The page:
Fotolia’s local guides to the cities of the world include some heavy-hitters on the global scene – Paris, London, Berlin, New York, Madrid, Seoul, Rome, Tokyo, and Cape Town – but our destination this time, while perhaps not quite as iconic is a uniquely European city.
Brussels is a twin capital – of the European Union and Belgium – so it’s no surprise that this beautiful, historic, and cultivated city, famous as the epicenter for European, as well as international politics, is a prime location for a Fotolia office.
We spoke to our Belgian team for their local tips on places to visit – not always the ones listed in the tour guides…
Fotolia: What are the ‘must-sees’ for a first-time visitor to Brussels?
Named a UNESCO World Heritage Site in 1998, the Grand Place located in central Brussels is often regarded as one of the most beautiful squares in the world. A vast area surrounded by magnificent buildings in gothic, Baroque and Louis XIV styles: the Town Hall, guildhalls, and the Breadhouse where, as the name suggests, bakers would come to sell their bread.
Historically, Grand Place was the central market place for buying and selling food, hence a lot of the surrounding streets are named after well-known dishes and types of food.
For a truly magical spectacle pay a visit at the beginning of August, because for four days every two years the plaza is covered with over 800,000 fresh begonias arranged in a beautiful design. The next is due to be held this year (2014).
The Manneken Pis is often thought of as the symbol of Brussels, and is an extremely well known landmark. Built in 1618-1619 it depicts a small naked boy urinating into the base of a fountain. Despite being just 24 inches tall, the boy certainly makes up in character what he lacks in size, and always attracts a large crowd.
Don’t be surprised if when you visit he is dressed in a costume – twice a week a committee chooses an outfit from designs submitted by people from around the world!
The Atomium is an incredibly unique structure, built slightly towards the outskirts of Brussels in 1958 . The best view from within the city is to be found at the Place Poelaert, home to Belgium’s Supreme Court, where, on a sunny day it reflects the suns rays making it appear gold.
The Atomium is a monumental example of design originality (CNN went so far as to dub it the world’s ‘weirdest building’). Composed of nine spheres connected by steel and aluminum tubes, you can visit the top via one of the high-speed lifts which whisk you up there and gaze out across the city. It represents an atom of iron, magnified 165 billion times, and dates from 1958, when Brussels hosted the 1958 World Fair.
Next door to the Atomium is another reference to Brussels’s status as the capital of European. Mini Europe is a fun and interesting place to visit, and despite its childlike appeal is a great place for anyone with an hour or two to spare and curious about the history and geography of Europe. As the name suggests, Mini Europe contains a condensed version of every European capital, with major landmarks depicted in miniature form.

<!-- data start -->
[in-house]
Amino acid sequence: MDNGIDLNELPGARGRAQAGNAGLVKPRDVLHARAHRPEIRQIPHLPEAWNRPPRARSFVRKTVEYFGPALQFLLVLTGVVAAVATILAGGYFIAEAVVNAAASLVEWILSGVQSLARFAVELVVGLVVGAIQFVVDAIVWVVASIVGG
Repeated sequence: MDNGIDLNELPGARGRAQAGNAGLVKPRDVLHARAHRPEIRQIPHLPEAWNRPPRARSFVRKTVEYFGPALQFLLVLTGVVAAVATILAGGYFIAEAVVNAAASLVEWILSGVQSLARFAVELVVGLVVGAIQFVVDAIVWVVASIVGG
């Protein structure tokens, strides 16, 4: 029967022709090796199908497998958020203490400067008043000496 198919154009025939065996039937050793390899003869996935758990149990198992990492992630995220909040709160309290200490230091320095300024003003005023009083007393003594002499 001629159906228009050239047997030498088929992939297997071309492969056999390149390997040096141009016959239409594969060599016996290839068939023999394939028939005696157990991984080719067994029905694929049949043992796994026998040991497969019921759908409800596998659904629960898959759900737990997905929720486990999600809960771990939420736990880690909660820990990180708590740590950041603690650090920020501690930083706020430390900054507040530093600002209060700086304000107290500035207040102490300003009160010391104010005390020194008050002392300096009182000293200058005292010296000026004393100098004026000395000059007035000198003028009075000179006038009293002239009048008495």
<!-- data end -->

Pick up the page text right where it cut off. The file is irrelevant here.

Fo: Where can you suggest visiting for someone looking for some less touristy places?
Bru: If you’re lucky enough to be in Brussels from the 18th April to the 9th of May then definitely check out the Royal Greenhouses of Laeken, situated in the Avenue Parc Royal. These magnificent glass buildings, the work of the famous 19th century architect Alphonse Balat, contain an amazing array of flora and fauna. You’re transported to another world while walking through these huge structures – a real unique experience for the senses.
The Magritte Museum displays over 200 works by surrealist artist Rene Magritte, one of Belgium’s most famous artistic figures. Located in the former Hotel Altenloh, a beautiful, neo-classical building recently renovated, the collection ranges from his early experiments in photography to his short surrealist films, as well as his most famous pieces such as ‘The Pilgrim’.
The Magritte Museum is conveniently located next to the Royal Museum of Fine Arts of Belgium – also well worth a visit. Here you’ll discover a vast collection of 20,000 pieces, including those by Bruegel, Anthony van Dyck, and Robert Campin.
As mentioned previously, as home to the European Parliament Brussels is of vital importance in Europe. A visit will help you to understand the history as well as the influence it has on the daily lives of Europeans.
Admission is free and the Visitors Center caters to all 24 languages of the EU.
Brussels is also surprisingly close to other beautiful cities, such as Bruges and Antwerp (both about an hour away). Why not explore the canals in Bruges or pay a visit to the Musee Herge, dedicated to the life and works of one of Belgium’s most famous authors, Herge creator of Tin Tin.
Antwerp, meanwhile, is home to another of Belgian ‘gem’ – the Diamond Quarter. Over $16 billion worth of diamonds pass through the area’s exchanges ever year, and even if you’re not in the market for buying it’s a fascinating place to take a stroll.
And last but not least, no visit to Brussels is complete without sampling some of the city’s finest culinary delights including fries, beer, waffles and mussels! And it’s fair to say you’ll need it for all the energy you’ll be using exploring such a wonderful place!
For more treats on Brussels visit our dedicated gallery.